Arts and Crafts of Micronesia by Barbara Wavell was just one of the fall, non-fiction books to come out in 2010 from Bess Press. It’s a good introduction into the history and evolution of the art and material culture in Micronesia. Specifically how artistic expression and handmade products have moved from traditional to contemporary, exploring how political, economical and environmental changes have affected them.

The book is well organized with chapters that focus on sculpture and statuary, tools, as well as woven items and adornments. Through each chapter Wavell does a nice job explaining the traditional techniques and motifs of their crafts while conveying how some of the practices have been discontinued or forgotten. You really get a sense of how recent this emergence, this change or deviance from traditional methods, is. The 20th century, increase in trade and modern conveniences has played a large part in this shift. Wavell illustrates that very well. I particularly like those instances in the book when Wavell would discuss which items were once traditional products, treasures of trade, and then in juxtaposition, how some have become crafts now made only for the tourists. I would be curious to see future books on how the arts and crafts of other Pacific island cultures have changed over time due to similar influences.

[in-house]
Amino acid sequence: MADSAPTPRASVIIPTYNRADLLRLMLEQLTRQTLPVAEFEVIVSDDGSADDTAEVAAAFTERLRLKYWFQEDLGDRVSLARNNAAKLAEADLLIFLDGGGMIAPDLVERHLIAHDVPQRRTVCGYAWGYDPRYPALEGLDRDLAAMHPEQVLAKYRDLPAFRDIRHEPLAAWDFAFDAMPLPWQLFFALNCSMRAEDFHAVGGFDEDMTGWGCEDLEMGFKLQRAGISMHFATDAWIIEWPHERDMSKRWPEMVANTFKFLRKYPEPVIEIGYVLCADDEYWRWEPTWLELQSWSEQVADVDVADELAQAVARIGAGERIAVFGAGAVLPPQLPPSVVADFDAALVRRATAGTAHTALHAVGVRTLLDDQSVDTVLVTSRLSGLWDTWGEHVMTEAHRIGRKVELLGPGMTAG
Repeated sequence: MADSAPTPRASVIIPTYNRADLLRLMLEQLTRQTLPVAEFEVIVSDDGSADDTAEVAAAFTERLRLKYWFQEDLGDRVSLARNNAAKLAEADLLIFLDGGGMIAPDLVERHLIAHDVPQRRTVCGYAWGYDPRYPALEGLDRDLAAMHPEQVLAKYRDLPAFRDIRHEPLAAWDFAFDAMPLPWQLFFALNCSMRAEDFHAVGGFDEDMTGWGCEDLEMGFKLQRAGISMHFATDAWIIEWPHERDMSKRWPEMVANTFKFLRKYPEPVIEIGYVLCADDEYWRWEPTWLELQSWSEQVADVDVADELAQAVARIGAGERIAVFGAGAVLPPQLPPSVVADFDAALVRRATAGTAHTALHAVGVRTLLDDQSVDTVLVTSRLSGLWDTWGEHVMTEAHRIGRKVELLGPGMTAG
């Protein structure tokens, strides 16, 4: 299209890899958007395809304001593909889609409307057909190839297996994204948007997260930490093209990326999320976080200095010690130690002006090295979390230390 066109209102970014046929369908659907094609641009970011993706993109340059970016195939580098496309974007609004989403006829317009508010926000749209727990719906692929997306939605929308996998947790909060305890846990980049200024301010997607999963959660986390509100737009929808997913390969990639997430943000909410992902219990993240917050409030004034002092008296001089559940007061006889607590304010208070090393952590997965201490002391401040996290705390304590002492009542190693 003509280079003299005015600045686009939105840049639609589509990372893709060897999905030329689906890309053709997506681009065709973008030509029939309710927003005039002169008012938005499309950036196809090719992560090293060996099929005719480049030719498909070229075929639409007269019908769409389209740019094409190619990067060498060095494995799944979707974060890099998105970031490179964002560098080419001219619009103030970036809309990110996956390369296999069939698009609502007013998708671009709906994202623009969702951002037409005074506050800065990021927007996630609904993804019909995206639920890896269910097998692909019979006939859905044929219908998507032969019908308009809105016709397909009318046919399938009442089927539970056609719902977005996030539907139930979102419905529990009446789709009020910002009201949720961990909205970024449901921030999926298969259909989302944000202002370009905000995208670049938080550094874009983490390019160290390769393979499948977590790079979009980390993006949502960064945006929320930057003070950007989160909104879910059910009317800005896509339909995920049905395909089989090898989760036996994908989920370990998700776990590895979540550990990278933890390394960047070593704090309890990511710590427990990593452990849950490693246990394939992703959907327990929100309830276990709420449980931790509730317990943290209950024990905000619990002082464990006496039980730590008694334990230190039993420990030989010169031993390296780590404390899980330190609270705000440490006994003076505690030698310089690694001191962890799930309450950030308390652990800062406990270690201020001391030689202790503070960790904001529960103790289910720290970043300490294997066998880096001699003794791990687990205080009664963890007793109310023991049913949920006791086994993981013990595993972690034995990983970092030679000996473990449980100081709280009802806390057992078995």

The book kind of reads like a museum pamphlet with large clear photos of the items so that you can see the details. With over 130 photos and graphics no doubt this book is a good resource for those interested in art and artifacts of the Pacific. Although incredibly interesting, the experience of reading this book would have been enhanced with some primary sources, personal anecdotes from craftsmen both new and old. In this instance, the formal distance of academia makes the book a little stiff. Packed full of information, it’s almost like viewing these items from outside a glass case…like a catalog of stuff.

Check out Bess Press’s website for more books on this misunderstood and vastly overlooked culture. They have titles about Micronesian tattoo, language and legends.

The fantastic folks at Native Books Na Mea Hawai’i at Ward Warehouse are hosting a reception and “talk-story” event for author Barbara Wavell, tomorrow February 13th from 3-5p m. It’s a great opportunity to hear about how she collected her information, found and photographed almost 130 cultural and artistic items from Micronesia.